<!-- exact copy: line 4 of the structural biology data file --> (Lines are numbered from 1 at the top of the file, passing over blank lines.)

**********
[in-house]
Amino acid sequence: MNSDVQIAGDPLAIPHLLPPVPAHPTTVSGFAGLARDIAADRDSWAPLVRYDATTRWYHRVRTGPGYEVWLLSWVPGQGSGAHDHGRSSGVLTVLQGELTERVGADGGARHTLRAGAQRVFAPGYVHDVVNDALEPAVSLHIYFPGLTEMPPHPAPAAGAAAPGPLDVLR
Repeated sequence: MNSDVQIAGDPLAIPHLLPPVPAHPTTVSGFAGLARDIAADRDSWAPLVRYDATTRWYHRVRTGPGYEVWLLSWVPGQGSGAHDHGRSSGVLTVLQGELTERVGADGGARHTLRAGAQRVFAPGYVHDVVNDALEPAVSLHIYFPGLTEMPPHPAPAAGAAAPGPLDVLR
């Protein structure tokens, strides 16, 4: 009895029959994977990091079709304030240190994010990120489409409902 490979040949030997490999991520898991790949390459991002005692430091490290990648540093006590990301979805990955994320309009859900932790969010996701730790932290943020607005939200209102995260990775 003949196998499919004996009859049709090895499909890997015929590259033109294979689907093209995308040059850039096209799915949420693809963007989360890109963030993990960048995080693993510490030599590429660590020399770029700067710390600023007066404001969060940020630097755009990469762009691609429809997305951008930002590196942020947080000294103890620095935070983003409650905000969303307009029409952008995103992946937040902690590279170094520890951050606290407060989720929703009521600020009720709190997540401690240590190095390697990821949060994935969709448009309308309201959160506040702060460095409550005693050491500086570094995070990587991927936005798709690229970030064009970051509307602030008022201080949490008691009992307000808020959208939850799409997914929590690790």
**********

């Protein structure tokens, strides 16, 4: 009895029959994977990091079709304030240190994010990120489409409902 490979040949030997490999991520898991790949390459991002005692430091490290990648540093006590990301979805990955994320309009859900932790969010996701730790932290943020607005939200209102995260990775 003949196998499919004996009859049709090895499909890997015929590259033109294979689907093209995308040059850039096209799915949420693809963007989360890109963030993990960048995080693993510490030599590429660590020399770029700067710390600023007066404001969060940020630097755009990469762009691609429809997305951008930002590196942020947080000294103890620095935070983003409650905000969303307009029409952008995103992946937040902690590279170094520890951050606290407060989720929703009521600020009720709190997540401690240590190095390697990821949060994935969709448009309308309201959160506040702060460095409550005693050491500086570094995070990587991927936005798709690229970030064009970051509307602030008022201080949490008691009992307000808020959208939850799409997914929590690790």